A large parking lot off of Canal Road NW, near Fletchers Boathouse and the Abner Cloud House makes for easy access to the Canal at Fletchers Cove. The area is popular for fishing and boating, biking, hiking, and picnicking. You can rent rowboats, kayaks, canoes, and bikes at the concession stand or grab a hot dog and snacks. The slow waters make it an ideal location for fishing and bird watching. The Capital Crescent Trail crosses and parallels the towpath at Fletchers Cove. Built upon the abandoned rail bed of the 11-mile Georgetown Branch of the B&O Railroad, the trail is one of the most popular of more than 700 rails-to-trails projects nationwide. Downstream, canal users will find the Abner Cloud House and Georgetown. Heading upstream, canal users will find Lockhouse 6, part of the Canal Quarters program, the Cabin John Bridge, a National Historic Civil War Landmark, Seven Locks, Lockhouse 10, also part of the Canal Quarters program, and Carderock Recreation Area, the Park’s premiere rock climbing area.
Mile Marker 10.8 – Carderock
Carderock is accessible from the Clara Barton Parkway with lots of parking. It’s a great location for those who enjoy outdoor recreation and picnicking. The western end of Carderock is the Park’s premiere rock climbing area, with routes ranging from easy to extremely technical. Billy Goat Trail C surrounds the entire area and offers a beautiful 1.6-mile hike along the Potomac River. Canal users traveling downstream will find Lockhouse 10, part of the Canal Quarters program where guests can spend the night living as the lock keepers once did, Seven Locks, the Cabin John Bridge, a National Historic Civil War Landmark, Lockhouse 6, also part of the Canal Quarters program, Fletchers Cove, the Abner Cloud House, and Georgetown. Upstream, canal users will come to Great Falls, where the historic Great Falls Tavern serves as a visitor center, and Lockhouse 22,
Mile Marker 22.7 – Riley’s Lock and Seneca Aqueduct
Riley’s Lock offers lots of parking for easy access to this section of the C&O Canal. Riley’s Lockhouse is well restored and local Girl Scouts dressed in period clothing provide interpretation and guide visitors here on Saturdays during the spring and fall. This is also the location of an engineering marvel on the canal. Of the canal’s 11 aqueducts and 74 lift locks, this is the only one that was both a lift lock and an aqueduct. Canal users heading downstream will find Lockhouse 22, part of the Canal Quarters program, and Great Falls, where the historic Great Falls Tavern serves as a visitor center. Upstream, canal users will find the remains of Goose Creek River Lock, Edwards Ferry and Lockhouse 25, another lockhouse in the Canal Quarters program.
Mile Marker 35.5 – Whites Ferry
Whites Ferry is the last of 100 ferries that operated on the Potomac River, transporting automobiles, cyclists, and pedestrians across the river from Montgomery County, Md., to Loudoun County, Va. This canal access point offers ample parking for access to the ferry, the canal, the boat ramp, and Whites Ferry Store. Canal users heading downstream will find access to Edwards Ferry, Lock 25 and Lockhouse 25, part of the Canal Quarters program. Canal users heading upstream from Whites Ferry will find the Monocacy Aqueduct, and Nolands Ferry.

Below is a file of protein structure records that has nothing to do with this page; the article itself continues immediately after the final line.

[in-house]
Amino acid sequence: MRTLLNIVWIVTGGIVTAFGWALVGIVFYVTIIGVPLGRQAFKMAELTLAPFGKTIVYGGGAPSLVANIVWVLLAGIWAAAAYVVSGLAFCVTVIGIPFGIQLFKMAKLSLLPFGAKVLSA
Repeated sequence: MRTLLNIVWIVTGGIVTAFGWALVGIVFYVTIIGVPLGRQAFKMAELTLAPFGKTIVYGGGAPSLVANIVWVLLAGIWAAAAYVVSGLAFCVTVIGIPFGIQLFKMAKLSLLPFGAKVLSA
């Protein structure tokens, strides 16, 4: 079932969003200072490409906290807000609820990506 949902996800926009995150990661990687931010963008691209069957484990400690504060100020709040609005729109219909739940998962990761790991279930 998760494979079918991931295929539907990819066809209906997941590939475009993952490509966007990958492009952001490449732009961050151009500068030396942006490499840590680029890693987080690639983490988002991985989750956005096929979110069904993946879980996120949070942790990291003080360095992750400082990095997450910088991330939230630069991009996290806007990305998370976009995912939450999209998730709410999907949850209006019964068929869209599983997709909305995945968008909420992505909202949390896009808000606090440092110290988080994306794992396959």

Mile Marker 48.2 – Point of Rocks
Point of Rocks has been a longtime transportation crossroads, beginning with the Native Americans, then European traders and settlers, until the arrival of the railroad led to rapid growth. During the heyday of the canal, the town was booming with businesses, hotels, restaurants, and more! The canal terminated operations in 1924, leading to the decline of Point of Rocks. The original village is a county park and a parking lot for railroad commuters, however there is a deli, convenience and gas station store, restaurant, library, church, and the picturesque Point of Rocks Train Station. Downstream, canal users can travel to Nolands Ferry, one of the earliest crossings on the Potomac during Native American times, and the Monocacy Aqueduct. Heading upstream, canal users will find Lander, with access to the Catoctin Aqueduct, and Brunswick.
Mile Marker 55.0 – Brunswick
Brunswick was a small community of several hundred people when the C&O Canal reached the area. When the railroad came through in the late 1800s it was transformed and grew to nearly 2,500 people almost overnight. Today Brunswick is on the MARC commuter train line to Washington, D.C. Brunswick’s downtown has restaurants, specialty shops, and antiques stores as well as the C&O Canal Visitor Center and the Brunswick Heritage Museum. Downstream, canal users can visit Lander, with access to the Catoctin Aqueduct, Point of Rocks, and Nolands Ferry, one of the most ancient crossings of the Potomac. Upstream, canal users can access Weverton, Harpers Ferry and Dargan Bend Recreation Area.
Mile Marker 60.7 – Harpers Ferry National Historical Park
The town of Harpers Ferry is located at the confluence of the Potomac and the Shenandoah Rivers and is rich in history. It was designated a National Monument in 1944, and later a National Historical Park in 1953. Harpers Ferry is an ideal day trip with all the things to see and do at the park, which covers a multitude of interpretive themes from the Industrial Revolution to the Lewis and Clark Expedition to the Civil War and Civil Rights Movement. From Harpers Ferry, canal users can travel downstream parallel to the Appalachian Trail for three miles to Weverton, as well as Brunswick, and Lander, with access to the Catoctin Aqueduct. Upstream from Harpers Ferry, canal users can see a dry dock at Lock 35, Dargan Bend Recreation Area, the lime kiln ruins at Antietam Ironworks, and Antietam Aqueduct.
Mile Marker 72.8 – Railroad Bridge/Canal Road